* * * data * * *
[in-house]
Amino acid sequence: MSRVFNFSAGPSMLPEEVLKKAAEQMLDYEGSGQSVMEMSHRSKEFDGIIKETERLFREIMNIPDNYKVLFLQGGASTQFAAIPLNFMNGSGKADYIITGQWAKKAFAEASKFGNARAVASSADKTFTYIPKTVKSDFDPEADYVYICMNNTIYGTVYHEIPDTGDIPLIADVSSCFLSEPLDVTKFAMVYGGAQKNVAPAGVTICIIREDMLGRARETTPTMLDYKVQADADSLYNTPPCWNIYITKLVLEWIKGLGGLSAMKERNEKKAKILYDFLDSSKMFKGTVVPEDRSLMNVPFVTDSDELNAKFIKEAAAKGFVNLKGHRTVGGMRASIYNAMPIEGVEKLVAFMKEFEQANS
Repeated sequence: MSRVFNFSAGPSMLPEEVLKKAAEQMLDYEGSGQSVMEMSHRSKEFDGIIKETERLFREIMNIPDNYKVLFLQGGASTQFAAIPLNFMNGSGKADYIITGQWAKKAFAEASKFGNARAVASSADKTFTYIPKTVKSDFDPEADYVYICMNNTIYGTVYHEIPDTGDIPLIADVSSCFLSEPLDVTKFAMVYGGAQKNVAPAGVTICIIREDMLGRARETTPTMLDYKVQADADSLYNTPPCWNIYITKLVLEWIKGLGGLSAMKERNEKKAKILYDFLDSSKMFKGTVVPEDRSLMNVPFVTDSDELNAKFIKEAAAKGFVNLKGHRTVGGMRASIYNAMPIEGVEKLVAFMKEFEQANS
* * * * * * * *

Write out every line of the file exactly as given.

[in-house]
Amino acid sequence: MSRVFNFSAGPSMLPEEVLKKAAEQMLDYEGSGQSVMEMSHRSKEFDGIIKETERLFREIMNIPDNYKVLFLQGGASTQFAAIPLNFMNGSGKADYIITGQWAKKAFAEASKFGNARAVASSADKTFTYIPKTVKSDFDPEADYVYICMNNTIYGTVYHEIPDTGDIPLIADVSSCFLSEPLDVTKFAMVYGGAQKNVAPAGVTICIIREDMLGRARETTPTMLDYKVQADADSLYNTPPCWNIYITKLVLEWIKGLGGLSAMKERNEKKAKILYDFLDSSKMFKGTVVPEDRSLMNVPFVTDSDELNAKFIKEAAAKGFVNLKGHRTVGGMRASIYNAMPIEGVEKLVAFMKEFEQANS
Repeated sequence: MSRVFNFSAGPSMLPEEVLKKAAEQMLDYEGSGQSVMEMSHRSKEFDGIIKETERLFREIMNIPDNYKVLFLQGGASTQFAAIPLNFMNGSGKADYIITGQWAKKAFAEASKFGNARAVASSADKTFTYIPKTVKSDFDPEADYVYICMNNTIYGTVYHEIPDTGDIPLIADVSSCFLSEPLDVTKFAMVYGGAQKNVAPAGVTICIIREDMLGRARETTPTMLDYKVQADADSLYNTPPCWNIYITKLVLEWIKGLGGLSAMKERNEKKAKILYDFLDSSKMFKGTVVPEDRSLMNVPFVTDSDELNAKFIKEAAAKGFVNLKGHRTVGGMRASIYNAMPIEGVEKLVAFMKEFEQANS